What is a CPO (and I don’t mean chief procurement officer)?

David Maund
posted by David Maund
7 November 2014

David Maund, vice president of Professional Services EMEA at E2openIn my line of work, the acronym CPO is tossed around like ATM or DNA. I mean, everyone knows what a CPO is, right?

But for those of you that don’t eat, drink, and sleep supply chain acronyms (and even for those of you that do), here’s my take on one of my favorite industry pet names, the CPO.

A CPO is a centralised procurement organisation (or a central purchasing office or organisation), and it’s pretty much what it sounds like: a single business unit designed to handle the bulk of a company’s procurement and arguably one of the best investments a business can make to consolidate spend and regain control of its supply chain.

Taking a closer look, the following is what’s required to build and manage a CPO:

Connecting diverse systems. A preliminary challenge to implementing a CPO is connecting geographically and architecturally diverse systems. As far as I can tell, there’s really only one option here: a common information platform. It’s critical your information platform is able to receive and translate incoming data from all of your external partners regardless of native protocol and format.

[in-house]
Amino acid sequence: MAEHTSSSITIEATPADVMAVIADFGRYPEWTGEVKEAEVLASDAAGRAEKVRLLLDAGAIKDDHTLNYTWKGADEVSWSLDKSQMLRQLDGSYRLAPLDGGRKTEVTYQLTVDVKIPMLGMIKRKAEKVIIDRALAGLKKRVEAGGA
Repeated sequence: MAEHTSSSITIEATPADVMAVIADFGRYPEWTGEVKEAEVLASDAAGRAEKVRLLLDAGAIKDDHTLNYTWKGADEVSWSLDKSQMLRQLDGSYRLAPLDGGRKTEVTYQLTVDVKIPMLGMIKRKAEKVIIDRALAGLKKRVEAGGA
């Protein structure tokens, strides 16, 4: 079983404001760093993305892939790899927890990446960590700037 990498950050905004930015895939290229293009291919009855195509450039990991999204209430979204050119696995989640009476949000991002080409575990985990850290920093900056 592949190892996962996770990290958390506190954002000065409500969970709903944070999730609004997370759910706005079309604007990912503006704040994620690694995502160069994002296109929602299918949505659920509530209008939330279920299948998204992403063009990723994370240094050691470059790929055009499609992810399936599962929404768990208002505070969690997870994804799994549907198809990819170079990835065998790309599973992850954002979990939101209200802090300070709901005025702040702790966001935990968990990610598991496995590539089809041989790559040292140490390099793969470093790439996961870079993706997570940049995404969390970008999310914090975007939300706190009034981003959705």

• Multi-enterprise collaboration. Key to all CPO processes is the ability to collaborate with external suppliers. Collaboration, of course, requires electronic connectivity to trading partners plus the ability to exchange data and respond to disruptions in near real time. In my experience, cloud-based software solutions offer the most comprehensive and easy-to-implement tools and systems for this.

Location, location, location. Selecting the best location for your CPO is crucial, and should not be done hastily. Exhaustive research needs to be conducted to understand the tax policies of different countries, as well as the potential impact a new location would have on current operations. Cultural and linguistic compatibility should not be overlooked.

Intelligent change management. Profits generally align with where key functions are performed, risks are assumed, and assets are located. As a result, the effective implementation of a CPO requires organisational change and the need to relocate executives to the CPO location. Because centralised procurement extends across a variety of organisational functions (e.g., finance, supply chain, operations), it is important to ensure your company is aligned cross-functionally.

• Partner cooperation. The success of your CPO depends on the cooperation of your suppliers. Direct communication about CPO requirements is crucial. Specifically, ensuring all partners understand the benefits of leveraging a CPO (e.g., it offers a more seamless, timely, and transparent process) and also understand how they can participate most effectively.

A well-run CPO can offer tremendous cost savings and service improvements, and can also restore internal control of the extended supply chain. That being said, implementing a CPO requires cross-functional support and often introduces a variety of new risks and complexities into your organisation, but to close with two of my favorite acronyms, the ROI on a CPO can be huge with the right foundation in place.

☛ David Maund is vice president of professional services EMEA at E2open

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